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  1. Service manual
  2. Measuring success
  3. Usability benchmarking a website or whole service

You can usually see how well a transaction is working for users by using performance metrics combined with user research methods like usability testing.

You might need more than just these methods if you need to measure:

  • end-to-end user journeys or whole services comprising several pieces of GOV.UK guidance and transactions
  • non-transactional services, like websites

This is because it’s hard to design metrics that give you an idea of the user experience across several tasks. It’s easier to gauge this by simply watching users try to complete a set of tasks and seeing whether they’re successful or not.

This process is known as ‘usability benchmarking’ and is usually owned by the user researcher in your team.

You should repeat the process periodically and compare results to see whether your service is getting easier to use over time.

Choosing tasks to test

It’s important to design good tasks so they give you accurate data about the overall usability of your service. It’s worth testing tasks that:

  • are relevant and believable for participants
  • the majority of your users need to complete - this helps you optimise your highest traffic journeys
  • have a clear correct answer - this makes it easier for you to work out whether the user’s successfully completed the task
  • are likely to remain consistent over time - this is especially important if you’re looking to run the exercise multiple times
  • where possible, don’t require users to go through login pages or enter details they won’t have access to

You can use analytics data to establish your most common tasks.

Don’t overwhelm participants with too many tasks. A good rule of thumb is no more than 5 tasks per participant, with up to 10 minutes per task.

Recruiting participants

You’ll need to recruit candidates to take part in sessions. Aim to recruit 30 to 60 actual or likely users of your service.

Ask participants for their ‘informed consent’.

If your benchmarking software allows you to do so, you might want to consider segmenting your participants by things like age, experience of your service or use of assistive technology. This can help you spot patterns between specific groups.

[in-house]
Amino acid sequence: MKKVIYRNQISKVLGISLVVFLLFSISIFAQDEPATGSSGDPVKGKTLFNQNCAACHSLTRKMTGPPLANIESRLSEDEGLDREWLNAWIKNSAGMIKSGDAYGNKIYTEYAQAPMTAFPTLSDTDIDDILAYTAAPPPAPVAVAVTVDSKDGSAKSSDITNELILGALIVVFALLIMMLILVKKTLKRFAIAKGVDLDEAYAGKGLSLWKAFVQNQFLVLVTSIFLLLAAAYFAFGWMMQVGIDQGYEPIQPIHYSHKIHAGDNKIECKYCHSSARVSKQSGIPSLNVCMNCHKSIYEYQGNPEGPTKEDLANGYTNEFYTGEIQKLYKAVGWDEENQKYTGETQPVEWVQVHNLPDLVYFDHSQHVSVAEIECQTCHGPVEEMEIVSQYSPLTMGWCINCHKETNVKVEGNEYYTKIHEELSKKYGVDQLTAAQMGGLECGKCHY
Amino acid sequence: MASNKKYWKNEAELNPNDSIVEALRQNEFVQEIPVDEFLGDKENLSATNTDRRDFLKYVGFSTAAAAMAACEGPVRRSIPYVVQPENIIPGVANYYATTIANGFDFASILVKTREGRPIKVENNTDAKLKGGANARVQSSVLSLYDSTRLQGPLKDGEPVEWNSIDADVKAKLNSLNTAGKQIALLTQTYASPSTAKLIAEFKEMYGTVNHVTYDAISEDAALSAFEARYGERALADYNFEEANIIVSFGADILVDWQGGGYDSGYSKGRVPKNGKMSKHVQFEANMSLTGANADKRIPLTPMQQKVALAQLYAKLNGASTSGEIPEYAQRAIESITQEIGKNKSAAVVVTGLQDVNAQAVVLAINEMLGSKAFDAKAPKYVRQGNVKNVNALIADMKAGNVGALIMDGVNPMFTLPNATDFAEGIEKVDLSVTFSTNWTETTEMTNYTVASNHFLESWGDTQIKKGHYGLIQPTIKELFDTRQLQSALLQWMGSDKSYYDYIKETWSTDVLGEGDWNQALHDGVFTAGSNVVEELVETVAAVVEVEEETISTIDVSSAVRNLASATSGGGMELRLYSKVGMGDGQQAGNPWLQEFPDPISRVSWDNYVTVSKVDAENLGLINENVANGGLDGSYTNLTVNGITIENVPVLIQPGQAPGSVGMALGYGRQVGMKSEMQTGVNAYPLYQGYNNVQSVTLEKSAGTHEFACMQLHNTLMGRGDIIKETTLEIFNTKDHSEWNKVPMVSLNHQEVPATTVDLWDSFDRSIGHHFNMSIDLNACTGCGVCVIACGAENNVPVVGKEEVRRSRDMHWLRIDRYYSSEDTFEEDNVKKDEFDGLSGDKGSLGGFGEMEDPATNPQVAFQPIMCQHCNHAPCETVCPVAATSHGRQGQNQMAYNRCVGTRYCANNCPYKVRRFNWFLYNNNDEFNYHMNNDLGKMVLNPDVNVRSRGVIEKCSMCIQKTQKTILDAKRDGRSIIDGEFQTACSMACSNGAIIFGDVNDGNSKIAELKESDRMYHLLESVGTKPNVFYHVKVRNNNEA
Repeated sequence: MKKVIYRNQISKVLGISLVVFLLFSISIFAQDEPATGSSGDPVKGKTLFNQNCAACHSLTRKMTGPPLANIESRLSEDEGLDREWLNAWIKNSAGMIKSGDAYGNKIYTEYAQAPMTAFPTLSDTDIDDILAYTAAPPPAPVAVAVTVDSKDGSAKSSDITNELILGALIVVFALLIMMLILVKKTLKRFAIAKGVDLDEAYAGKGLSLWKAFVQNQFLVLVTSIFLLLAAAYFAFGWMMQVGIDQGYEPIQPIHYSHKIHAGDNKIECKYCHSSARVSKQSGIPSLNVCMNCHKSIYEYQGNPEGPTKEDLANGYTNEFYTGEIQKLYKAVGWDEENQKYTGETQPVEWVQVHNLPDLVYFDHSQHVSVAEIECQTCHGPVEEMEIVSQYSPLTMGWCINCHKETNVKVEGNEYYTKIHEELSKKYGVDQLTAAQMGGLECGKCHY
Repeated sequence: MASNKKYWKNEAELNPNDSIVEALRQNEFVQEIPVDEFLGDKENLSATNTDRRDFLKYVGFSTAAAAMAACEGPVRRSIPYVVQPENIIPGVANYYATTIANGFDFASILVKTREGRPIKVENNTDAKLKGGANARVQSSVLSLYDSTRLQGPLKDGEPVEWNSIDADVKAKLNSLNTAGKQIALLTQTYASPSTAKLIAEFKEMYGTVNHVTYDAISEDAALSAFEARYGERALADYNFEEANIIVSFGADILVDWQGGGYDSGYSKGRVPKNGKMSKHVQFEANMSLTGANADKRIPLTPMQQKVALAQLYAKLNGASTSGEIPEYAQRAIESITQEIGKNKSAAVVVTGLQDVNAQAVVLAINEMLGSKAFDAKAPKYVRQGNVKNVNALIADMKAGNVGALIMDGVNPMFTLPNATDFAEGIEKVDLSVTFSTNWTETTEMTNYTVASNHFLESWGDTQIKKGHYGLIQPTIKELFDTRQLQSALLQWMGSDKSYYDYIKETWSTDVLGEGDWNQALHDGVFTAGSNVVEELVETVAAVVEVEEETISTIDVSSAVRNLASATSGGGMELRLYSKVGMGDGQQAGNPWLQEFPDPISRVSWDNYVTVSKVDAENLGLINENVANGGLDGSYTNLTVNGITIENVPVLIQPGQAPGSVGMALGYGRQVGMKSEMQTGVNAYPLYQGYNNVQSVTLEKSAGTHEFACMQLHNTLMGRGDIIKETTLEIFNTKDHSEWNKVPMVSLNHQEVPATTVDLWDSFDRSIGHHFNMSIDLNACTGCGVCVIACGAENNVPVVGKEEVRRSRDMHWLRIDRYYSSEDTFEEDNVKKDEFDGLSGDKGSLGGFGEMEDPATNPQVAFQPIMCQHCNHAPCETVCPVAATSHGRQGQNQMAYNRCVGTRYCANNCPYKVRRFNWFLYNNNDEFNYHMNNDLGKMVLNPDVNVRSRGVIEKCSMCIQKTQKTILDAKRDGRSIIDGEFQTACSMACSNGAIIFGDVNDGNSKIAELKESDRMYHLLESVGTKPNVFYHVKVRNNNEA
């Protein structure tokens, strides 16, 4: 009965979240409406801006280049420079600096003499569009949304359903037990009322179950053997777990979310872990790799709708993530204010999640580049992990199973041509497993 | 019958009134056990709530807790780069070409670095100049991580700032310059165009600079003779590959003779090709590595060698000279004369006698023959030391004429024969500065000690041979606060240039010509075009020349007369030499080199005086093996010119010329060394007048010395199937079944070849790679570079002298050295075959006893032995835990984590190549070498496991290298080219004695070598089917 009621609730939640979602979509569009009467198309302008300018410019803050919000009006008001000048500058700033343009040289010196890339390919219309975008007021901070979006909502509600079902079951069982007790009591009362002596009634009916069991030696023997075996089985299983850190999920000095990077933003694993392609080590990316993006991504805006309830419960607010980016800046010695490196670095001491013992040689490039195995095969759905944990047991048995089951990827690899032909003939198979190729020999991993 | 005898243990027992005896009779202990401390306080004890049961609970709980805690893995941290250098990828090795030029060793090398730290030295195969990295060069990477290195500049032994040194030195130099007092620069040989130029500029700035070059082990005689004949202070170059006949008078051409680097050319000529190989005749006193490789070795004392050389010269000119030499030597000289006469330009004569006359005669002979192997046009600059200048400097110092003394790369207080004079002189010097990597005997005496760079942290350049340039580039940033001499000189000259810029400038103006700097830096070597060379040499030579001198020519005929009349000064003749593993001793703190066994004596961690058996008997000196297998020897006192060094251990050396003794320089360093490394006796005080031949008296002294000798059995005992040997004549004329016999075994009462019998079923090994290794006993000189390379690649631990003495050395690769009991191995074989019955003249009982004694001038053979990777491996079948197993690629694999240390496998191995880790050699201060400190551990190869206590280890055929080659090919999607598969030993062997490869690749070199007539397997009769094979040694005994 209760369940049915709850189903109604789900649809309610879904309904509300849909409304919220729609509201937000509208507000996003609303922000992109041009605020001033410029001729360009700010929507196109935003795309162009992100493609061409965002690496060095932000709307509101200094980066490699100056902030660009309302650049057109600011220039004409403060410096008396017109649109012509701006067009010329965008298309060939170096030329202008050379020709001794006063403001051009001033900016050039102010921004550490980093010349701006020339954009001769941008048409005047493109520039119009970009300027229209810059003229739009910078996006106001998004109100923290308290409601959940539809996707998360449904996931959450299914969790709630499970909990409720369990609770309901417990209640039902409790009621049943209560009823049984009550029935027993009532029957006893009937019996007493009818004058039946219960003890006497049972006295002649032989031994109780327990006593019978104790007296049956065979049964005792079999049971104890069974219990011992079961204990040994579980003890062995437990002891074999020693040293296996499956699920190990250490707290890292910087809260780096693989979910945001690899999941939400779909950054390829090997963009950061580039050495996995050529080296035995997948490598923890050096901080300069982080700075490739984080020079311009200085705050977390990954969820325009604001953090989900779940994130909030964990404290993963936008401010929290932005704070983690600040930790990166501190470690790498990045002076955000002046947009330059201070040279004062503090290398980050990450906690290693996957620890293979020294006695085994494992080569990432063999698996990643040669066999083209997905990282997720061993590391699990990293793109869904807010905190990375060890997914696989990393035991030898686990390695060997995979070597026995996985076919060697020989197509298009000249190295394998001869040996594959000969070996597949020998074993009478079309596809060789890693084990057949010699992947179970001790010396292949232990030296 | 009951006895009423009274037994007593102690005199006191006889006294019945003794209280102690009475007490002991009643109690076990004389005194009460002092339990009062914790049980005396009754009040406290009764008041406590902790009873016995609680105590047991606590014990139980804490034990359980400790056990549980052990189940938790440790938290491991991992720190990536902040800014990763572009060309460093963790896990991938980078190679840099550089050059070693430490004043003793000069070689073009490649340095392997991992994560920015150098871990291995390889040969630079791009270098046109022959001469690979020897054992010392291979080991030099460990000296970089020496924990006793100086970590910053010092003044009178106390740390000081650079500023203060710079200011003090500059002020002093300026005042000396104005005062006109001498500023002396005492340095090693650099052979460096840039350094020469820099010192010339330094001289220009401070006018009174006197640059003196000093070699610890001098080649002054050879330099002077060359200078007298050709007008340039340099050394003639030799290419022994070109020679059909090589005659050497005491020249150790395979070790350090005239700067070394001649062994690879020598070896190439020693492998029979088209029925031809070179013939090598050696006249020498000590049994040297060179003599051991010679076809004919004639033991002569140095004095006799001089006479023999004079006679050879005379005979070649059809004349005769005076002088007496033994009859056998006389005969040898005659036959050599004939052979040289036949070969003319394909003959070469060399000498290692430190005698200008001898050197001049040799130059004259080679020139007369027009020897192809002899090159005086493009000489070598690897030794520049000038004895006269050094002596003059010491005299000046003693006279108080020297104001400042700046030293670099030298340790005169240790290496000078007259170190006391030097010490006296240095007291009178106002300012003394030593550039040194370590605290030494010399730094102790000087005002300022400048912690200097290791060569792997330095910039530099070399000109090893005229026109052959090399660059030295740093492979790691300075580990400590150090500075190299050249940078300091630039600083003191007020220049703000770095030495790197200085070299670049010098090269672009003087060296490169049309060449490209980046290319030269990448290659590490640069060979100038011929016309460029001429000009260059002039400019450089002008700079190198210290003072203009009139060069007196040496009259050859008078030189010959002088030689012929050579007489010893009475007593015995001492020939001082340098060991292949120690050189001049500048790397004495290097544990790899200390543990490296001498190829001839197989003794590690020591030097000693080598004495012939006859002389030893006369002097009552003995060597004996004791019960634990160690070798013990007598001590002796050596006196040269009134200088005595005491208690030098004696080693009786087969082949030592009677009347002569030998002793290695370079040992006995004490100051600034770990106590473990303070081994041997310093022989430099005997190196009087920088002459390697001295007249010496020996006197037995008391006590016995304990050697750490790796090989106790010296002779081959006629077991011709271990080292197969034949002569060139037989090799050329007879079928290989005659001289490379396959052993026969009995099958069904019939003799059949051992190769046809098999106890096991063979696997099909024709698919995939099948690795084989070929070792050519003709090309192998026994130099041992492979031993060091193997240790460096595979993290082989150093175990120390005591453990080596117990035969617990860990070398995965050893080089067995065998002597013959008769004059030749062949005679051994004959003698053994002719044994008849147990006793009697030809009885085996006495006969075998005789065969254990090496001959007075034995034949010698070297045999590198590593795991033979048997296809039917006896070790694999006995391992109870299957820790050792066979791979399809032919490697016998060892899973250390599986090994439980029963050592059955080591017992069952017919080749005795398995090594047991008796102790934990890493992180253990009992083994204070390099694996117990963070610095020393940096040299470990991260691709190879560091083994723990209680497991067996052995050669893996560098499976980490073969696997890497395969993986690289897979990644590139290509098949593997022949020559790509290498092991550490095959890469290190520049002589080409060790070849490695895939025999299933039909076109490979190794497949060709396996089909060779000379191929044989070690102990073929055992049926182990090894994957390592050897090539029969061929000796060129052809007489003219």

How to run the sessions

It’s usually best to run usability benchmarking remotely. This allows you to test with a large number of users in a short space of time.

To help with this, there are a number of tools available that let you do things like:

  • record a user’s screen
  • produce clickstreams and heatmaps
  • ask questions to establish a user’s age, digital skills and experience and whether they’re using any assistive technology

Make sure you follow the rules on getting informed consent and protecting participant privacy.

You can use Digital Marketplace frameworks if you need help finding a usability tool supplier.

What to measure

For each task, you should measure:

  • whether the user completed the task successfully - this could mean reaching a specific page, or finding a certain peice of information
  • the time it takes the user to complete a task
  • whether they abandon the task, or think they’ve completed it successfully when they haven’t

At the end of each task, it’s also useful to get users to say on a scale of 1 to 5:

  • how easy or difficult the task was
  • how confident they are that they’ve got the right answer
  • whether it took more or less time than expected

You can also give the user the chance to leave any comments they have.

Analyse the data

Once you’ve collected all your data, look to draw out things like:

  • the average completion rate of each task
  • the average time it takes to complete each task
  • the difference between the perception of how difficult or time consuming the task was compared to the reality

If you segmented your participants at the start of the study, you can also look for common patterns between specific groups.

It’s also important to look for the reasons why people are failing. You can use click path data and review screen recordings to look for common failure patterns.

You can also compare the data with your digital analytics. Do the analytics show the same issues occurring for all users, or are they telling a different story?

Make sure to share any findings with the rest of your team and any relevant stakeholders.

Use the data to improve your service

Once you’ve analysed your data, you can come up with some hypotheses for how you might make your service simpler to complete. You might identify things you could apply to other user journeys, too.

You can use data from the next round of benchmarking to determine whether the changes you’ve made improve things for users.

Running future rounds of benchmarking

Running several rounds of benchmarking helps you work out whether your service has improved over time.

To make sure you can do this, you should:

  • review your benchmarking tasks regularly - for instance, it’s useful to know about any design changes or improvements so you can factor them in to your analysis
  • maintain consistency - it’s easier to compare results if you keep the tasks and questions the same for each round
  • stay up-to-date with changes in content or user behaviour that might affect benchmarking results
Published by:
User research community
Last update:

Guidance first published